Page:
When scanning the galaxy, scientists have observed planets of all types. However, for the first time, scientists are watching a baby planet in its infancy as it develops.
Little planet is growing up
The juvenile planet in question has been named LkCa 15 b, a mouthful and not terrifically catchy, but there you have it. The planet, like a growing boy needing his lunch, is presently devouring a steady diet of dust and super-heated gas in order to literally put on some weight. The planet, not unlike a human baby, has begun its life with a reddish hue.
“The ultimate question we all want to answer is, how common are Earth-like planets and how are they formed?” said Stanford University astronomer Kate Follette, one of the authors of the study that appearedd in Nature this week. “This is a step along the way.”
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The planet, which is 470 light-years from our solar system is located in the constellation Taurus, was discovered using a telescope in the high desert of Chile. Chile over the last couple of decades has become one of the premier astronomical research locations with such observatories as the ALMA site in the Atacama desert.
Why look there for forming planets?
Adam Kraus, a researcher at the University of Texas, hinted in the past that there might be a baby planet in the location where Follette and her team found their smoking gun. In this case, it’s the presence of super-heated hydrogen gas that confirmed the existence of a baby planet.
“The reason we selected this system is because it’s built around a very young star that has material left over from the star-formation process,” Follette said in a statement. “It’s like a big doughnut. This system is special because it’s one of a handful of disks that has a solar-system size gap in it. And one of the ways to create that gap is to have planets forming in there.”
“The difference in brightness between a star and a young exoplanet is usually comparable to the difference between a firefly and a lighthouse,” Follette continued. “It’s very hard to isolate the light from the planet when it is so faint and so close to the star from our point of view. But, because we could focus on a special color of light where the planet is glowing very brightly, the signal was significantly stronger than what we normally look for.”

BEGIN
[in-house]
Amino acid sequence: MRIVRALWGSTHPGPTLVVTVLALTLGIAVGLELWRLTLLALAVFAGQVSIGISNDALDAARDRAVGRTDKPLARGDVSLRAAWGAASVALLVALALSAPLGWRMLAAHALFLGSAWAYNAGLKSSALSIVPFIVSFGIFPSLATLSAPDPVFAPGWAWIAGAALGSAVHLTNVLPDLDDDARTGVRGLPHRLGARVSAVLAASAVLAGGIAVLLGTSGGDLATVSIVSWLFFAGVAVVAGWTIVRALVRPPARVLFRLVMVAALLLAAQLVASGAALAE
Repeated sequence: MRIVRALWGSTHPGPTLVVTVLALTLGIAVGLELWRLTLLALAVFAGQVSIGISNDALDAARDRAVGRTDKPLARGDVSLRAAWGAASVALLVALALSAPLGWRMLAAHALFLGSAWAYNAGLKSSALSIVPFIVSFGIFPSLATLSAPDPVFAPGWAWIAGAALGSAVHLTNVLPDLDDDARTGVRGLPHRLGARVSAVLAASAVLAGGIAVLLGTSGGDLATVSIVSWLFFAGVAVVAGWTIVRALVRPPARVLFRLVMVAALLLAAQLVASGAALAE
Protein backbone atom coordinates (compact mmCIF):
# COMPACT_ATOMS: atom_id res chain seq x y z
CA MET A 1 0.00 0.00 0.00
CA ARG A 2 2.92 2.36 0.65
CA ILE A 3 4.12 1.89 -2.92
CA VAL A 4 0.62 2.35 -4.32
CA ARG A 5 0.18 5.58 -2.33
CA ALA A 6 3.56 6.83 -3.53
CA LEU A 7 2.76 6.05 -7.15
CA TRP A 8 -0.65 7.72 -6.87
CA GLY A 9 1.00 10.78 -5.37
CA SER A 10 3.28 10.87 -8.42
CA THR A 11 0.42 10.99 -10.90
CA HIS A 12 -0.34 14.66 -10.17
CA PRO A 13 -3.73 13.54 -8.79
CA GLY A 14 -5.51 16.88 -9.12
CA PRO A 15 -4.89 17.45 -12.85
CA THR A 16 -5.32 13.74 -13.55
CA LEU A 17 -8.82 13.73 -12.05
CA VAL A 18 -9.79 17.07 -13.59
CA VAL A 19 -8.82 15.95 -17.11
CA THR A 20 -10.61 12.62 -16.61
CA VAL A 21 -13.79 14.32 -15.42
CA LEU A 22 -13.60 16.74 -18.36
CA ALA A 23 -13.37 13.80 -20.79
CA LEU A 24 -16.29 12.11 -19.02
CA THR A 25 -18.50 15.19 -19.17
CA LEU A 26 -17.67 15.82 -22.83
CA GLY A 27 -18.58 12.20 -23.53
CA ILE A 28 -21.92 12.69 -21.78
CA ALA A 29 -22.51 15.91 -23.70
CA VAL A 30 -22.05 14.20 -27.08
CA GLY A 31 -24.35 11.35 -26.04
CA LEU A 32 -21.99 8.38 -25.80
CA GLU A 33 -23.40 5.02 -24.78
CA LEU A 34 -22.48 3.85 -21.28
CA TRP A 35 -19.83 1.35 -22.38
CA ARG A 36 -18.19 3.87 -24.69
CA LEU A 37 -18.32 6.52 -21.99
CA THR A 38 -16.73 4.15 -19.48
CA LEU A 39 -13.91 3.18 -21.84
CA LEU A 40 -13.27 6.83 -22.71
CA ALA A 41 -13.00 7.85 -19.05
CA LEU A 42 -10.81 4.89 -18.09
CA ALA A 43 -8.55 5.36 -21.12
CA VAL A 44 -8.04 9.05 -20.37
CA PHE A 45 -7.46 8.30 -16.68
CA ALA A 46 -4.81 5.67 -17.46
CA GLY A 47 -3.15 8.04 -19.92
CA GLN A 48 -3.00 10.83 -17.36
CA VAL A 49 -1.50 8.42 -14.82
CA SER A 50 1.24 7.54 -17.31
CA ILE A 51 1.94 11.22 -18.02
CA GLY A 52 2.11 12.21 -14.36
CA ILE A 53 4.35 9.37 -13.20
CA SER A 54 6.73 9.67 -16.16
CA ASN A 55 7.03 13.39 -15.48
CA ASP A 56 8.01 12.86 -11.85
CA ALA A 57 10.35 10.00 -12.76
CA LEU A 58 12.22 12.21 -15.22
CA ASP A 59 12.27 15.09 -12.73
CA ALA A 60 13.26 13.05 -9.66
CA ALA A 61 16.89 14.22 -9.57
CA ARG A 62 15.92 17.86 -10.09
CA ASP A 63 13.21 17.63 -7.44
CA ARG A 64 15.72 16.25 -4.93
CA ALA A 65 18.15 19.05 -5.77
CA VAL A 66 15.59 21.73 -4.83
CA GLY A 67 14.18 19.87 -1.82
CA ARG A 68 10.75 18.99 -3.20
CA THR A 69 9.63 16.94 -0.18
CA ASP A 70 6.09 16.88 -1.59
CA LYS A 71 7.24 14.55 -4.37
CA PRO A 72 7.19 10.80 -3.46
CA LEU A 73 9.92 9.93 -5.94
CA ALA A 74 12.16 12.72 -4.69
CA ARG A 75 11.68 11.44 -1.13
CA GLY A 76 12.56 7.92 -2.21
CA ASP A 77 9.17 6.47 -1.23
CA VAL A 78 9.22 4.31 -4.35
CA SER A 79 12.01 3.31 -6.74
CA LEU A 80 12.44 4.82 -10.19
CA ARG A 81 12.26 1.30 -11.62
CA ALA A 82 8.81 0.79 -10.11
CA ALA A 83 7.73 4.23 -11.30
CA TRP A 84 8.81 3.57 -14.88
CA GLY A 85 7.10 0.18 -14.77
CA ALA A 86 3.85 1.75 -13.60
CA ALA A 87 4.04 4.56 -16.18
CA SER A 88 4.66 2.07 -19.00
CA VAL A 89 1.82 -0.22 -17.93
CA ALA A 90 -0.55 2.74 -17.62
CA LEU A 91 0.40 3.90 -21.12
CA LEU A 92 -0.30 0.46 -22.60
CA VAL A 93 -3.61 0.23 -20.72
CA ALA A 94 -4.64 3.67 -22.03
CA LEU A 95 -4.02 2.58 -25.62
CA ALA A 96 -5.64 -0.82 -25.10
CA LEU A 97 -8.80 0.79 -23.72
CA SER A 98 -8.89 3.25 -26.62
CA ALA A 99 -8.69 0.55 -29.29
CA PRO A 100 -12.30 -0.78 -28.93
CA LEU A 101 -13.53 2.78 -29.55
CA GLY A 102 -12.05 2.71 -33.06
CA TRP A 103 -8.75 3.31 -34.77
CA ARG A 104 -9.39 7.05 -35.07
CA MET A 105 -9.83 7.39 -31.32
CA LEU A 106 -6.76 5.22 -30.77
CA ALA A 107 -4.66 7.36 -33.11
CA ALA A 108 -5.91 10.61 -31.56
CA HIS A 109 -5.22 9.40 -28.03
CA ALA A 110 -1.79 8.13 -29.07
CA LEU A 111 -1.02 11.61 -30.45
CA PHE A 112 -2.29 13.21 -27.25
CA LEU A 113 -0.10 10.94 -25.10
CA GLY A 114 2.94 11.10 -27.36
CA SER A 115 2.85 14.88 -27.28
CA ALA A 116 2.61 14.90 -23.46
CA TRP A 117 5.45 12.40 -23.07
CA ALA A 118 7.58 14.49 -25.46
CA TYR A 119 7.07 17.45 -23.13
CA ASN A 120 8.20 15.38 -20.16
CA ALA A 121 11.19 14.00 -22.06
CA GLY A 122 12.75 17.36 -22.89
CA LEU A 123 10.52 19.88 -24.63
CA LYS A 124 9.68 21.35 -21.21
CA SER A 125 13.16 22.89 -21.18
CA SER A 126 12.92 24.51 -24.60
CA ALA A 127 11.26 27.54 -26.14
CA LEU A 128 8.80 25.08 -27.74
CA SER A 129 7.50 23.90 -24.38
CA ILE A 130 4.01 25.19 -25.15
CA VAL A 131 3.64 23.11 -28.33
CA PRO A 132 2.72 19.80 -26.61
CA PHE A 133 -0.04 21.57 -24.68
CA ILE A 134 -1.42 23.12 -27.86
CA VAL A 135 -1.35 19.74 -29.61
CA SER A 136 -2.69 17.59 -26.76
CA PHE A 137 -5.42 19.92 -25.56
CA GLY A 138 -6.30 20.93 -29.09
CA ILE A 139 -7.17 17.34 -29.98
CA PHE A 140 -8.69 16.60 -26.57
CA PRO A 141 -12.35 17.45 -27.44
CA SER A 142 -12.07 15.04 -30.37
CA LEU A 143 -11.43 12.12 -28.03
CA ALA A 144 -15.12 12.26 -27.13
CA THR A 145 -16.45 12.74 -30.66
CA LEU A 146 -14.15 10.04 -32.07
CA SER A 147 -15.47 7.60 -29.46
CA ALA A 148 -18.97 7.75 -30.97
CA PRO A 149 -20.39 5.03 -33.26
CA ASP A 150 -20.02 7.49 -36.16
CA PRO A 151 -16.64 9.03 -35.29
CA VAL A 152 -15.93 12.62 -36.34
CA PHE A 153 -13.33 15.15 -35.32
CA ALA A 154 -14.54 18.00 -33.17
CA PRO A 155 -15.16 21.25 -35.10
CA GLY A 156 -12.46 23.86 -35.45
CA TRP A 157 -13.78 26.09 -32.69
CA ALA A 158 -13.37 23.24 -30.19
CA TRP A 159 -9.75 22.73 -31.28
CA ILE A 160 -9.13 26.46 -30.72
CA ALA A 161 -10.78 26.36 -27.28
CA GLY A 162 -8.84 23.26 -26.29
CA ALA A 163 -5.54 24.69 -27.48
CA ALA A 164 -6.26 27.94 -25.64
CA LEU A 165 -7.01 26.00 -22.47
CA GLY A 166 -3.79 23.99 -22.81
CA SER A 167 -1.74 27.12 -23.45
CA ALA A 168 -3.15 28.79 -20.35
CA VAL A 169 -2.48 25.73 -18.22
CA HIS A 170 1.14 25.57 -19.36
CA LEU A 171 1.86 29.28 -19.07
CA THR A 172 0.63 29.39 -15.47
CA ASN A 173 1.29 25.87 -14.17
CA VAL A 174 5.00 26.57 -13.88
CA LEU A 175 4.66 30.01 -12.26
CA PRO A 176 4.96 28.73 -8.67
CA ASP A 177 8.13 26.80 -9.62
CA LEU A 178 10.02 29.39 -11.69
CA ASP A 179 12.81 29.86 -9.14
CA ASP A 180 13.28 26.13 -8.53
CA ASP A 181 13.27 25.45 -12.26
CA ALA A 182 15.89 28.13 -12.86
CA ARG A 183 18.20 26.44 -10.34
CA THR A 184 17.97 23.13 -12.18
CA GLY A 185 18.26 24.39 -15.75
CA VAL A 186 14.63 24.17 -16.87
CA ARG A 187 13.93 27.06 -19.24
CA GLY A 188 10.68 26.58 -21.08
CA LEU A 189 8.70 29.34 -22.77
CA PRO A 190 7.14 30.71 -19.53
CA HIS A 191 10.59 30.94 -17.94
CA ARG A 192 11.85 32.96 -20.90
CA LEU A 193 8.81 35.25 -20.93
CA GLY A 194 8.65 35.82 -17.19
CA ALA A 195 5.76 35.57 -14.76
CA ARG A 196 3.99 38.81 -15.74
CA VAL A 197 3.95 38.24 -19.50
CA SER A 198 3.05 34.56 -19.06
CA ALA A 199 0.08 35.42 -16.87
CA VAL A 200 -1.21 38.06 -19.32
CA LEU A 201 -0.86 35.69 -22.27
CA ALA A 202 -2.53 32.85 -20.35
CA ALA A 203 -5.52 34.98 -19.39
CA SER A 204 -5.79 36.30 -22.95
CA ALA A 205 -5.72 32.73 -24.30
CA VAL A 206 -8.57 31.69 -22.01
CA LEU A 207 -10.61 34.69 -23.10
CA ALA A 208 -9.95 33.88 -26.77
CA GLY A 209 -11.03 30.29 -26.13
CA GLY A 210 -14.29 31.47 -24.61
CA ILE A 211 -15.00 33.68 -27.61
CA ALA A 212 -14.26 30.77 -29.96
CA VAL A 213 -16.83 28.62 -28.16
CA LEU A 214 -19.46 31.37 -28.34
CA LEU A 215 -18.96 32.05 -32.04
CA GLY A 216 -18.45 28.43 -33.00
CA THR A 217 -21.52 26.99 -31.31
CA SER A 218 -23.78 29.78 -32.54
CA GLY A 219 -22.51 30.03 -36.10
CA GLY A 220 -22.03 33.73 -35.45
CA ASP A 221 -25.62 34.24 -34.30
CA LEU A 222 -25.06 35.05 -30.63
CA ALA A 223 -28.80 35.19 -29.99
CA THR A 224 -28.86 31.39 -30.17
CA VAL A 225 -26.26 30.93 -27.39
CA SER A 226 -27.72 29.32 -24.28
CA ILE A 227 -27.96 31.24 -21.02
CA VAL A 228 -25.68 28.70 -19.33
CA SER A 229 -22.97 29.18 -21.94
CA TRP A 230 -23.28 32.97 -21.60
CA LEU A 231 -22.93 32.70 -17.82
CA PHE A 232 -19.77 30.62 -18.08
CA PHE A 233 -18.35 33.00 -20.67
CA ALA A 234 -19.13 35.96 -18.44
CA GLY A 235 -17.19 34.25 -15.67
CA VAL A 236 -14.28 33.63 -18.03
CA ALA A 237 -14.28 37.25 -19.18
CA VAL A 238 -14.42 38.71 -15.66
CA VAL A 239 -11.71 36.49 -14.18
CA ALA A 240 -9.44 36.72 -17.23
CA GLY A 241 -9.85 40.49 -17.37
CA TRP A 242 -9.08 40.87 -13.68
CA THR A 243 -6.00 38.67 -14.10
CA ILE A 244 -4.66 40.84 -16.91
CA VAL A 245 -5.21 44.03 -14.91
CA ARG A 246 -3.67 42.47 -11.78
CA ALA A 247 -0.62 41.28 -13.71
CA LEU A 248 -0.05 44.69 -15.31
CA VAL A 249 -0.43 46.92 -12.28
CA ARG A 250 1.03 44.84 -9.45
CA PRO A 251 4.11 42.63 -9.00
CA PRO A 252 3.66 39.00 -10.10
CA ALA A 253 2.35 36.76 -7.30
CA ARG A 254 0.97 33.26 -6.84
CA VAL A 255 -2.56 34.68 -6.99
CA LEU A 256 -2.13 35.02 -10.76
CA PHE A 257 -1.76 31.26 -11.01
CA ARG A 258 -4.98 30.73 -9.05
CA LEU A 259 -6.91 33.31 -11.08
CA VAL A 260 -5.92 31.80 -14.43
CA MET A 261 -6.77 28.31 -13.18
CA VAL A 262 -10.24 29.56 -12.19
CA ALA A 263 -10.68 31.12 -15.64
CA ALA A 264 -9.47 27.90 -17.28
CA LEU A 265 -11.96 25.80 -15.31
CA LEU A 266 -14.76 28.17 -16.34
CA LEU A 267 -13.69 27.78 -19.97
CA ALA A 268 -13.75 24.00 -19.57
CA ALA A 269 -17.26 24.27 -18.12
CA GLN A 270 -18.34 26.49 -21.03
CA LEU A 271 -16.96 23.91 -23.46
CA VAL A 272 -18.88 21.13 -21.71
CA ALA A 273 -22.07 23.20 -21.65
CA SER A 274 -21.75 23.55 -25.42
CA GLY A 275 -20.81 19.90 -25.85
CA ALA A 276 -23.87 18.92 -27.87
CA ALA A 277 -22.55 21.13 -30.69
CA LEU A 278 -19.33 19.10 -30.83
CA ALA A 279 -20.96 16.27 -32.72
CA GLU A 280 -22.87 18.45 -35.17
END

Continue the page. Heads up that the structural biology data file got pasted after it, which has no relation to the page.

Follette and co-lead of the study, University of Arizona graduate student Stephanie Sallum, believe that they will ultimately find three planets in the area. The two confirmed planets will likely become gas giants with one of them having started its life about two million years ago.
The unique find and commentary
When new starts come into being they create a disk housing gas and dust. These items are necessary in planetary formation. However, this same dust obscures these distant solar systems making the find somewhat remarkable.
In a commentary piece also published in the journal Nature, an astrophysicist at Princeton University, Zhaohuan Zhu, applauded the work of the two women and their discovery. “Little is known about how microscopic dust particles can grow 14 orders of magnitude to become a giant planet,” he wrote, but “the authors have demonstrated a powerful technique to find young planets in circumstellar disks, one that will discover many such planets in the future.”